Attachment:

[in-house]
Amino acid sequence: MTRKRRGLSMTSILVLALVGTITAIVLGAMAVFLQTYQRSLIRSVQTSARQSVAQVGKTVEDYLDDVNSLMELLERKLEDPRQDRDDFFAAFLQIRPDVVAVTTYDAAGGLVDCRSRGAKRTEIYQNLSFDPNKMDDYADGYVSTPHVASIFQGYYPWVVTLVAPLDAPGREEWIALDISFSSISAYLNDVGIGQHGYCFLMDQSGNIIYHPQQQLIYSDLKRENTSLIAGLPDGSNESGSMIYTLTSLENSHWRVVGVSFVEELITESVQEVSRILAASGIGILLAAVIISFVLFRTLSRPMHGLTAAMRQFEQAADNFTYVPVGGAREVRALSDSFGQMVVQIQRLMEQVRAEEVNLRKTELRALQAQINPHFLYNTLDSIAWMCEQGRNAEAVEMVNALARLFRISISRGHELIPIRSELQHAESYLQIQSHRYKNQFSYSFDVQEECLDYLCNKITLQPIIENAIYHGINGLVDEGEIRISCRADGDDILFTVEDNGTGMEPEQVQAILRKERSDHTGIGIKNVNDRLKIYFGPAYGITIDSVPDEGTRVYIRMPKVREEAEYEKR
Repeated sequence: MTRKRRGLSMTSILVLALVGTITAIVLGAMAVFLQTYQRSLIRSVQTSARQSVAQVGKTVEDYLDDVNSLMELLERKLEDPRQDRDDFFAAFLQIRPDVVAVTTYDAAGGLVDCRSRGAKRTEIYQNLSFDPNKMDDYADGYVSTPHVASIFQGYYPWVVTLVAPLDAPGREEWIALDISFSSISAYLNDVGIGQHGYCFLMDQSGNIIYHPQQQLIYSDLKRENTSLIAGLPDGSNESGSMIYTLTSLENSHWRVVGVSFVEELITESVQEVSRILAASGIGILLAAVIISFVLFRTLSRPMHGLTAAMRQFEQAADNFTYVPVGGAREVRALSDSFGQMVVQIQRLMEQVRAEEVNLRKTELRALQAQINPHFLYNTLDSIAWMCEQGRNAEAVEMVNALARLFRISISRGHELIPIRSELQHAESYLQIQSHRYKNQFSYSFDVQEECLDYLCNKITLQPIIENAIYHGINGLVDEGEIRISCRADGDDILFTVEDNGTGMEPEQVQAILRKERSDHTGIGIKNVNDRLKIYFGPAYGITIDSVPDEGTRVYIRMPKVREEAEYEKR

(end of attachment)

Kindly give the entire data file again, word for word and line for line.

[in-house]
Amino acid sequence: MTRKRRGLSMTSILVLALVGTITAIVLGAMAVFLQTYQRSLIRSVQTSARQSVAQVGKTVEDYLDDVNSLMELLERKLEDPRQDRDDFFAAFLQIRPDVVAVTTYDAAGGLVDCRSRGAKRTEIYQNLSFDPNKMDDYADGYVSTPHVASIFQGYYPWVVTLVAPLDAPGREEWIALDISFSSISAYLNDVGIGQHGYCFLMDQSGNIIYHPQQQLIYSDLKRENTSLIAGLPDGSNESGSMIYTLTSLENSHWRVVGVSFVEELITESVQEVSRILAASGIGILLAAVIISFVLFRTLSRPMHGLTAAMRQFEQAADNFTYVPVGGAREVRALSDSFGQMVVQIQRLMEQVRAEEVNLRKTELRALQAQINPHFLYNTLDSIAWMCEQGRNAEAVEMVNALARLFRISISRGHELIPIRSELQHAESYLQIQSHRYKNQFSYSFDVQEECLDYLCNKITLQPIIENAIYHGINGLVDEGEIRISCRADGDDILFTVEDNGTGMEPEQVQAILRKERSDHTGIGIKNVNDRLKIYFGPAYGITIDSVPDEGTRVYIRMPKVREEAEYEKR
Repeated sequence: MTRKRRGLSMTSILVLALVGTITAIVLGAMAVFLQTYQRSLIRSVQTSARQSVAQVGKTVEDYLDDVNSLMELLERKLEDPRQDRDDFFAAFLQIRPDVVAVTTYDAAGGLVDCRSRGAKRTEIYQNLSFDPNKMDDYADGYVSTPHVASIFQGYYPWVVTLVAPLDAPGREEWIALDISFSSISAYLNDVGIGQHGYCFLMDQSGNIIYHPQQQLIYSDLKRENTSLIAGLPDGSNESGSMIYTLTSLENSHWRVVGVSFVEELITESVQEVSRILAASGIGILLAAVIISFVLFRTLSRPMHGLTAAMRQFEQAADNFTYVPVGGAREVRALSDSFGQMVVQIQRLMEQVRAEEVNLRKTELRALQAQINPHFLYNTLDSIAWMCEQGRNAEAVEMVNALARLFRISISRGHELIPIRSELQHAESYLQIQSHRYKNQFSYSFDVQEECLDYLCNKITLQPIIENAIYHGINGLVDEGEIRISCRADGDDILFTVEDNGTGMEPEQVQAILRKERSDHTGIGIKNVNDRLKIYFGPAYGITIDSVPDEGTRVYIRMPKVREEAEYEKR